(Editor's Note: We know how cars are sold over the Internet in America. But as connected as Americans are, European car buyers are certainly using the 'Net, too. The following story gives a different perspective on how vehicle e-sales are done overseas.)
When Volvo Cars, based in Stockholm, Sweden, decided to try selling cars on the Internet, it set up its test site in Belgium.
“If we succeed in Belgium, we succeed in Europe,” says Dirk Pissens, general manager of Volvo Cars Belgium. “The fact is that the Belgian consumer isn't that progressive.”
Progressive or not, there's no doubt that the Internet is changing the way Europeans buy cars, especially in places such as the Nordic countries and U.K. where the technology is highly developed and domestic prices are high.
Internet buying is combined with cross-border purchases, as consumers shop Europe to find the lowest prices.
In Sweden, direct imports account for 17% of newly registered cars so far this year, a 171% increase over last year.
Kurt Palmgren, president of the Association of Swedish Automobile Manufacturers and Wholesalers attributes the enormous jump directly to the Internet.
“We thought that direct imports would level off somewhat. But the Internet is acting as a sales channel and it's increasing instead,” he says.
In the U.K., car importers are using the Internet to market their services, reminding potential customers that British car prices are the highest in Europe, and that there's money to be saved by buying on the Continent.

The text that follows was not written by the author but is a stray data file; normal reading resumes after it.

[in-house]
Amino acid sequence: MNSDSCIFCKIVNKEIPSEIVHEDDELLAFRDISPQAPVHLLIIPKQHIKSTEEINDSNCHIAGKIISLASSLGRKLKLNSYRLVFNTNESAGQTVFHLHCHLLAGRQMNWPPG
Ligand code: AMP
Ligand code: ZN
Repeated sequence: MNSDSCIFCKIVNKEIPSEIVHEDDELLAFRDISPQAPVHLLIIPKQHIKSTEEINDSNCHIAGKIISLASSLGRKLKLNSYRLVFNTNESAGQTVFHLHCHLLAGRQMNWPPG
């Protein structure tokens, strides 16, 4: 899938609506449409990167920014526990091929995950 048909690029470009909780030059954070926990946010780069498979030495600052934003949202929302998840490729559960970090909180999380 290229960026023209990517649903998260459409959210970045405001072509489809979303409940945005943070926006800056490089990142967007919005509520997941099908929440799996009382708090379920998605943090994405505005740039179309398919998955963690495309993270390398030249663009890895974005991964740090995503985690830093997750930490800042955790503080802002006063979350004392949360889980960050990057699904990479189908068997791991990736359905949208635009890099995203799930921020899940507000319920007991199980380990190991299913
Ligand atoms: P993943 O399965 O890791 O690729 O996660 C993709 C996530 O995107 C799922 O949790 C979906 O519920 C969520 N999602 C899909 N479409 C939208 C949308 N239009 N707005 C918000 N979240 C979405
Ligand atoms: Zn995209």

Denmark offers some of the best prices for export. Danish taxes on cars — including car tax, value added tax, registration, and upfront fees for eventually scrapping the car — are so high (as much as 180% of the car's price) that dealers have to lower prices to make sales. But a buyer from another European country can take advantage of those prices without paying the Danish taxes, since he pays tax in his home country.
In the U.K., the BBC's commercial division, has a site called Top Gear where buyers can comparison shop for new and used cars, get advice about buying and reviews of different models, and information about insurance and financing. Top Gear also has a guide to buying a car on the Continent.
The chance to more easily comparison shop is one reason for the growth in Internet buying.
Volvo lets potential buyers ask for quotes from several dealers as well as compare their Volvo of choice with other manufacturer's cars.
In Germany, as in virtually all European countries, manufacturers are not allowed to sell directly to the public.
A DaimlerChrysler site allows potential customers to go into individual dealer Internet sites. They then configure their car and are given unbinding prices. The customer has the choice of accepting this price, which then becomes binding, and requires a DM500 (US$244) down payment.
But despite the Internet trend, even Internet sellers don't think traditional dealers will disappear anytime soon.
Says Top Gear's Nathan Watts: “A good dealer can be a source of information both before and for years after the deal goes through.”